A gel-like material was found by the Yutu-2 lunar-rover inside a crater on the far side of the moon.
China’s Yutu-2 rover has made an interesting discovery on the lunar surface. The lunar rover which is a part of China’s Chang’e 4 mission has found something unusual on the Moon. According to a Space.com report, a gel-like material was found by the Yutu-2 lunar-rover inside a crater on the far side of the Moon. The discovery was made by the carter on its 8th lunar day. The exploration by Yutu-2 started on July 25 according to the details of the report. One lunar day is equal to approximately 14 Earth-days.
The information available in the report suggested that scientists are now focusing on the rover’s instruments to figure out the composition of the gel-like material found on the Moon. The rover discovered the substance while it was navigating through an area comprising of small impact craters. The discovery of this uncommon substance was noted in the Drive Diary for Yutu 2. As of now, the identity of this gel-like substance that has been discovered is very unclear and raises various new questions for Chinese scientists.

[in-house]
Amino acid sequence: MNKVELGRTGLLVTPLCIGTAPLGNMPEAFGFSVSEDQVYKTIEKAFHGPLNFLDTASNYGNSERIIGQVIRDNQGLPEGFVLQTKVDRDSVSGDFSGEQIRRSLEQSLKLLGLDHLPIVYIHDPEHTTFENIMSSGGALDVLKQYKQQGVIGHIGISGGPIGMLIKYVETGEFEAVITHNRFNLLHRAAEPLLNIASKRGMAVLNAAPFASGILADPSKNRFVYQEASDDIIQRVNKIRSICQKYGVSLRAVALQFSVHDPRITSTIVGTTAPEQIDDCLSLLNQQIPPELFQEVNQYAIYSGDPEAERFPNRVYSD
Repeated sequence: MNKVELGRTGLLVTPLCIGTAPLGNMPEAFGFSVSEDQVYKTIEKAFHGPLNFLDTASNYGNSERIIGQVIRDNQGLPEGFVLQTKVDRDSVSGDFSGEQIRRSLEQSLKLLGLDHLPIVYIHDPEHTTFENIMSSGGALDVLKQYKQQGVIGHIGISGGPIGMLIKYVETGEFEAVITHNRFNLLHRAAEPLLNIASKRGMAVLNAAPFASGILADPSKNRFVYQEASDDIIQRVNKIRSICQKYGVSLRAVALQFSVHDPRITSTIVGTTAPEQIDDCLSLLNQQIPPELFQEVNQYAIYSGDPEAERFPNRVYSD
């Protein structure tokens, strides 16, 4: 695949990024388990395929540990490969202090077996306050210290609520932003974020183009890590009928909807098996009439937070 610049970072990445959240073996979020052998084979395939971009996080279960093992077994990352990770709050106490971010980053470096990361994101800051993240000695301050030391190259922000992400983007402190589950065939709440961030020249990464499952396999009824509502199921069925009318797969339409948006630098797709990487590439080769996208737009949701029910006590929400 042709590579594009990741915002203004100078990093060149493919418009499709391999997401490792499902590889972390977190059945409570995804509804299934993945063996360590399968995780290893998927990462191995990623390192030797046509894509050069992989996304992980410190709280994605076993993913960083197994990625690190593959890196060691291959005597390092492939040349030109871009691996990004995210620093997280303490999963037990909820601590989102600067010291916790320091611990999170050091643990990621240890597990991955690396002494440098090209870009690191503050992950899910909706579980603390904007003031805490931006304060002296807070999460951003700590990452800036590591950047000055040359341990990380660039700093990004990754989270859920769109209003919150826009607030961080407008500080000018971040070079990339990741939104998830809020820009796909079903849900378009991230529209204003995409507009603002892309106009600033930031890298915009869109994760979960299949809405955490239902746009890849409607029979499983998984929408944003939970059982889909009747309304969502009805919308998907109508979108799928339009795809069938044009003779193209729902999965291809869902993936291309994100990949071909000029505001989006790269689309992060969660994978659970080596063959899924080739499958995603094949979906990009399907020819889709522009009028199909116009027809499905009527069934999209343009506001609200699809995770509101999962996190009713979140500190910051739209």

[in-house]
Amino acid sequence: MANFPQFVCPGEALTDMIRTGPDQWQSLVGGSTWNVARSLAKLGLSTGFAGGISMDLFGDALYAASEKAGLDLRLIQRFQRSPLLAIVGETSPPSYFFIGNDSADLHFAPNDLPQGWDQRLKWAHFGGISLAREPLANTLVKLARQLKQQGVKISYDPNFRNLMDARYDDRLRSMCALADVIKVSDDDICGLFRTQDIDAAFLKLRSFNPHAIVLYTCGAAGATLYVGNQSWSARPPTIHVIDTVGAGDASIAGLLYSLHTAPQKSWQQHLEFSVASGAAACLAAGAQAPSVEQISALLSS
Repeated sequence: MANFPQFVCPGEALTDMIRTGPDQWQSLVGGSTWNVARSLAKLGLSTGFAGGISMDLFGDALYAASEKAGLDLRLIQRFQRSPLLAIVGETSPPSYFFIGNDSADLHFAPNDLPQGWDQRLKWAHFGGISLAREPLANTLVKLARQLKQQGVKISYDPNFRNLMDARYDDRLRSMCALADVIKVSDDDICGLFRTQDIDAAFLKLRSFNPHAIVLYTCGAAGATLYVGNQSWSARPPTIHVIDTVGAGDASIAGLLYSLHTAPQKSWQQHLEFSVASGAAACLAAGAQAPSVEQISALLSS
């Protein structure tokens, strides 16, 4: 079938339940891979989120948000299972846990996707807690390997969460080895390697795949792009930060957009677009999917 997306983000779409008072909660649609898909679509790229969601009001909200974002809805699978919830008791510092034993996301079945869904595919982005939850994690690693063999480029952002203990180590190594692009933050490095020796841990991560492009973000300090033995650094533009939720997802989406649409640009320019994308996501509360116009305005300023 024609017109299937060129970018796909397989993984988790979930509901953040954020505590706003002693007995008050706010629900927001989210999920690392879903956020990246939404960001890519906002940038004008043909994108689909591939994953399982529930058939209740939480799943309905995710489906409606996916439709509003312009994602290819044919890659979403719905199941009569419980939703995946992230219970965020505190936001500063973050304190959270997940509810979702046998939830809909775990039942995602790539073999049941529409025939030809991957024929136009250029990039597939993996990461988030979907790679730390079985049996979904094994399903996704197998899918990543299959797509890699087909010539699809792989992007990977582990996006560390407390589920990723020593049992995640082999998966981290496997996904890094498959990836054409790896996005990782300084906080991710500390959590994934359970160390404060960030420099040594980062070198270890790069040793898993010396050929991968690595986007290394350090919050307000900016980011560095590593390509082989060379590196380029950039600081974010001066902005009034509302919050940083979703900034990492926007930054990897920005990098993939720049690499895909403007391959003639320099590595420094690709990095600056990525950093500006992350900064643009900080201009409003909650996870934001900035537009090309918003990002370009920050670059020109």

Though the report suggests a very general explanation of the substance being melt glass, which would have been created from meteorites striking the lunar surface. However, the Chinese space agency has made no statement regarding it. The Chang’e 4 mission of China became the first to land on the far side of the Moon earlier this year. According to previous reports, the Lunar probe had found pieces of evidence from the Von Kármán crater inside the South Pole-Aitken (SPA) basin on the Moon. This crater is also the largest discovered crater in the solar system.
The Chinese probe has also collected spectral data samples from the South Pole-Aitken (SPA) basin. These finding will help us Analyze the evolution of the Moon. It was found out that the rockers in the carter had mineral content. Low-calcium, (ortho)pyroxene and olivine were the minerals that were identified to be present in the carter’s rocks. These minerals are also the primary components of the Earth’s upper mantle.
In a quest to explore the possibility of whether plants can grow on the surface or not, the Chang’e 4 mission of China will also conduct the first radio astronomy experiments from the far side of the Moon.